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What Happens to Health Insurance While on Long Term Disability?


Health Insurance and Long Term Disability

When you file a claim for short term or long term disability, how will your health insurance be affected?


The continuance of your health insurance, and the timing of the end of your health coverage, depends on the internal policies of your employer, the Family and Medical Leave Act (FMLA), the Consolidated Omnibus Budget Reconciliation Act (COBRA), the Social Security Act, and state law.


All of these laws and policies interact with each other to outline how long medical leave can last and thus how long your medical coverage will last. While you are on an approved medical leave, your employer must continue your health insurance. How long your approved medical leave lasts depends on the internal policy of your employer, the Family and Medical Leave Act, and state disability leave law. Each of these have different timelines.


The Internal Policies of Your Employer


The very first place to look to determine how long your medical coverage will continue is in your employer’s policies.


Your employer almost certainly has a policy outlining what happens when employees go on medical leave. Review your employer's policies and your employee handbook. A timeline of events during a medical leave will be outlined in those locations. During a medical leave, you will be required to provide sufficient proof that the you remain unable to do your job. As long as you continue to provide such proof, your medical leave can last to the maximum time outlined in your employer's internal policy or handbook.


How long is the maximum time available for a medical leave? It varies. For some large employers, you will be able to remain on your employer's health plan for up to two years of medical leave. Other employers provide only 12 weeks of medical leave.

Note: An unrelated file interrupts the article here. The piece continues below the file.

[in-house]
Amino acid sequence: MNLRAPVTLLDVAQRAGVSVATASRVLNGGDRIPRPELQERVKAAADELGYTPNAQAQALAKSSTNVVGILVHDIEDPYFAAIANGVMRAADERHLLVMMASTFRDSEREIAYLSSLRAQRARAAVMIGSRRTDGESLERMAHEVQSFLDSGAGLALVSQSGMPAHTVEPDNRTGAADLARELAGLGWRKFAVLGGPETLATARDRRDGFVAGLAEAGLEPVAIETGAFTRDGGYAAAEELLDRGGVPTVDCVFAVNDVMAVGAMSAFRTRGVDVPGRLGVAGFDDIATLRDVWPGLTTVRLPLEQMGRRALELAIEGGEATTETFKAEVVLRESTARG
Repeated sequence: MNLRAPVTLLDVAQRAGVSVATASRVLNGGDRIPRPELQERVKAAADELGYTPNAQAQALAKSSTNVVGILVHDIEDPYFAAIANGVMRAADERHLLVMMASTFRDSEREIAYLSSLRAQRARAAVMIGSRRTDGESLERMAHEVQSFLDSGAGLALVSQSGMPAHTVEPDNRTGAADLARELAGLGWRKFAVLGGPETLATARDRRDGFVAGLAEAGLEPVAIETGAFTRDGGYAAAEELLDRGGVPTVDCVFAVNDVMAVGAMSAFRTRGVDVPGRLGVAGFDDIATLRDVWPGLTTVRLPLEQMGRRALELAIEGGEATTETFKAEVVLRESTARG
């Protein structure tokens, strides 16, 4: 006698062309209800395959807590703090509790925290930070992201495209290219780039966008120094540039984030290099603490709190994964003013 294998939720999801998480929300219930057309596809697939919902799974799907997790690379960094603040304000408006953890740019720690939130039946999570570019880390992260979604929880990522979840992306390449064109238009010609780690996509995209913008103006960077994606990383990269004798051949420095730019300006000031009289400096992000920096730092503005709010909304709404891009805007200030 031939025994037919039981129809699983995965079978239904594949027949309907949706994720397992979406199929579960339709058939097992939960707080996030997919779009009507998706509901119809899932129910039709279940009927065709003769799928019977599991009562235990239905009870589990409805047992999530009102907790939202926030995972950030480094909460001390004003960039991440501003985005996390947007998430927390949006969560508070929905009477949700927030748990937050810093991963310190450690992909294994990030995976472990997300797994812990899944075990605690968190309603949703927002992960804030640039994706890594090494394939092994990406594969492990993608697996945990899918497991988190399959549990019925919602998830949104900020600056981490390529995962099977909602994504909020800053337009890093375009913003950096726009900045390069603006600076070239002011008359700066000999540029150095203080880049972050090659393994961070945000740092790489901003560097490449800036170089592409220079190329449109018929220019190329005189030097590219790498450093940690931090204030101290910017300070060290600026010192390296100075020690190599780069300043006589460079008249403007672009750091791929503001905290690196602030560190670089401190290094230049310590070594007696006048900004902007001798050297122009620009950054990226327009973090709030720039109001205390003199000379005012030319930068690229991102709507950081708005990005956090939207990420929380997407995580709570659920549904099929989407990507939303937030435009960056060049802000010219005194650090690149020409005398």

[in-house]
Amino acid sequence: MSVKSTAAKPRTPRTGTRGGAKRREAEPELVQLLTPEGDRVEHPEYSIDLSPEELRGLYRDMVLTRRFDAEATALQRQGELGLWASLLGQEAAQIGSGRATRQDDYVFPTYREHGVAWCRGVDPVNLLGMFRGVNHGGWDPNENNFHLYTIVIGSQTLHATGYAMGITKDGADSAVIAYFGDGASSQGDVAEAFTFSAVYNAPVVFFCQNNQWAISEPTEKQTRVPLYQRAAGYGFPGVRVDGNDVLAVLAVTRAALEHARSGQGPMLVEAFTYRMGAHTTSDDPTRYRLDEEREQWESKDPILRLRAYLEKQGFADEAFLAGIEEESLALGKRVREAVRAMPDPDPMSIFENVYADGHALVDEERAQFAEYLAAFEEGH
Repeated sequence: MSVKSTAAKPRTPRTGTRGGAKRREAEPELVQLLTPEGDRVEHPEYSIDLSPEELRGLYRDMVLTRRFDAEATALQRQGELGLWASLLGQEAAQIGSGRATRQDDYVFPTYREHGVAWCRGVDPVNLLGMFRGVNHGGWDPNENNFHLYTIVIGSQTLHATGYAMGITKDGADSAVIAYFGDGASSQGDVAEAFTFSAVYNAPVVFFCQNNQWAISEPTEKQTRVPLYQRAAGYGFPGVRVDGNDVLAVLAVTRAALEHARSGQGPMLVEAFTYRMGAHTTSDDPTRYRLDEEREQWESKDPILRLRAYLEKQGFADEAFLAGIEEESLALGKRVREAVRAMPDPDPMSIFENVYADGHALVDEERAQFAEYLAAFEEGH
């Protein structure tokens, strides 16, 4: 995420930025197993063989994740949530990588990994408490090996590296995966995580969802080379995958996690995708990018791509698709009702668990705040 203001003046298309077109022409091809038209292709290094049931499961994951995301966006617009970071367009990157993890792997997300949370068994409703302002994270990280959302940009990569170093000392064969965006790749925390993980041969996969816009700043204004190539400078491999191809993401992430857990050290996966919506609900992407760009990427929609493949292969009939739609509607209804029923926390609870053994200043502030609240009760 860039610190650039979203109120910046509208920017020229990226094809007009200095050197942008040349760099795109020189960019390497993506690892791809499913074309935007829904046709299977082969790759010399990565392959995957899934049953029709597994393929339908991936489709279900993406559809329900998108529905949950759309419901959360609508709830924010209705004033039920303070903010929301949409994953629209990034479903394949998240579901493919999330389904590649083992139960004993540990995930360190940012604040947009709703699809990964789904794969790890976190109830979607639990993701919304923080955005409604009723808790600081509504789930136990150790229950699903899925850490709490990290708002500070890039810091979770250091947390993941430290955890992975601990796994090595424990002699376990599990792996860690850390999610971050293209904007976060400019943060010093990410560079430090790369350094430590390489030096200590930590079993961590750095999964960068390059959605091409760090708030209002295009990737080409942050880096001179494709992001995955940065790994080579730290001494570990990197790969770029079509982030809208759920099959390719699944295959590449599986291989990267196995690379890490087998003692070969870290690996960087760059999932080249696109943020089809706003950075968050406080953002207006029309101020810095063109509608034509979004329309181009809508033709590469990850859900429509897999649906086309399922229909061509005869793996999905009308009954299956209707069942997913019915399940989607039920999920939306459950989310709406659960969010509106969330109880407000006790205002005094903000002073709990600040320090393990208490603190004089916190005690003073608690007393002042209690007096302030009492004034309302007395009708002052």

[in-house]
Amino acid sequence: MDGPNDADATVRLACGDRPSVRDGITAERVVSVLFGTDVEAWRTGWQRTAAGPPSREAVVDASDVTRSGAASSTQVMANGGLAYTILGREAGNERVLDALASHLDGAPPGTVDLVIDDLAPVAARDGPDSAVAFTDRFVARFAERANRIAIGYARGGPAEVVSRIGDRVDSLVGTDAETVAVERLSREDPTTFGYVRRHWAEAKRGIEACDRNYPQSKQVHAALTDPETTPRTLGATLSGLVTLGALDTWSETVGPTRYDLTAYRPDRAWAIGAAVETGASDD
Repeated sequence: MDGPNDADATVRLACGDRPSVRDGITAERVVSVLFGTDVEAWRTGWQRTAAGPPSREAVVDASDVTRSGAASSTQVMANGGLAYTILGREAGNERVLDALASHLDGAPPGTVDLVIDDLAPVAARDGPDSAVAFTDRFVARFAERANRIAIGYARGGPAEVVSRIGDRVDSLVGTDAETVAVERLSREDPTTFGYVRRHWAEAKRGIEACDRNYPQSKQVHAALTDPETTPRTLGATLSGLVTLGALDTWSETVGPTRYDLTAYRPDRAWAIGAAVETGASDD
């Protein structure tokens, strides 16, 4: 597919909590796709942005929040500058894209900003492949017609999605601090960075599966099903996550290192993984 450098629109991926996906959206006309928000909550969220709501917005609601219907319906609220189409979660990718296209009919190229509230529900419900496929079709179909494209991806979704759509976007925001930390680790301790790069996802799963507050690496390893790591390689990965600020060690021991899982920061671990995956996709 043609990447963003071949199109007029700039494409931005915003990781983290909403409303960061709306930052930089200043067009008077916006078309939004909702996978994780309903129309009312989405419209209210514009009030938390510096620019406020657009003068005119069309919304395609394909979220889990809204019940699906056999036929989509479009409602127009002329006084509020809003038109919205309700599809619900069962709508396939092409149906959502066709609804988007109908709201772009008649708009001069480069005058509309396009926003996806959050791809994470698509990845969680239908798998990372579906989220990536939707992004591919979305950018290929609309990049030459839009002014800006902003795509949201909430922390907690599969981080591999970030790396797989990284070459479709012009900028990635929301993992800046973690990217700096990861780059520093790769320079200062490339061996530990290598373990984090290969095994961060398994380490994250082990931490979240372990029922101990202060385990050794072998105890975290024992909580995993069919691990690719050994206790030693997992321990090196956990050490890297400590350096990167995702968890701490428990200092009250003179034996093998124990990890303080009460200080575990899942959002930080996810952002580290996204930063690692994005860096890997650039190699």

Absent a non-discriminatory reason to depart from its internal policy, your employer will have to follow their own rules regarding the continuation of your medical coverage. Find out your employer's maximum time allowed for medical leave, and find out what proof is required to continue a medical leave.


The Family and Medical Leave Act



The Family and Medical Leave Act will protect your medical insurance

The Family and Medical Leave Act (FMLA) may also protect your health insurance coverage while you are on medical leave. If it does, your health insurance coverage will be protected for at least 12 weeks.




The FMLA covers employers

  • In the private-sector who employ 50 or more employees,

  • Who are public agencies (including Federal, State, and local government employers, regardless of the number of employees), and

  • Who are local educational agencies (including public school boards, public elementary and secondary schools, and private elementary and secondary schools, regardless of the number of employees).


FMLA covers employees of a covered employer who have worked for at least 12 months and have at least 1,250 hours of service with the employer during the 12 months before their FMLA leave starts.


Under the FMLA, employees are entitled to request unpaid leave for a period of up to 12 weeks due to medical issues (such as a condition causing long term disability) or due to caregiving needs. During this time, employers must continue offering health coverage under the same terms as if you were still working. However, some employers may require that you pay your portion of the premium during FMLA leave and you might also lose any employer contribution towards your premium.


Typically, even employers that are not covered by the FMLA provide for at least 12 weeks of medical leave.


COBRA


The Consolidated Omnibus Budget Reconciliation Act (COBRA) covers private-sector employers with at least 20 employees. COBRA also applies to plans sponsored by state and local governments. It does not apply to plans sponsored by the federal government or by churches and certain church-related organizations.


COBRA kicks in once you have been terminated from your job. COBRA allows former employees to continue health coverage for up to 18 months in some cases. This could be helpful if your long term disability lasts longer than 12 weeks, or if you have exhausted FMLA. The employer is required to provide the former employee and their dependents with an election notice that outlines the rights to continue health coverage.


Once you elect COBRA, it is important to make sure you pay your premiums on time, as failure to do so can result in a loss of health coverage.


Premiums for COBRA continuation coverage cannot exceed 102 percent of the cost to the plan for similarly situated individuals. In practice, this means that your premium for COBRA continuation may be up to 2% more than the premiums you and your employer were collectively paying for the coverage.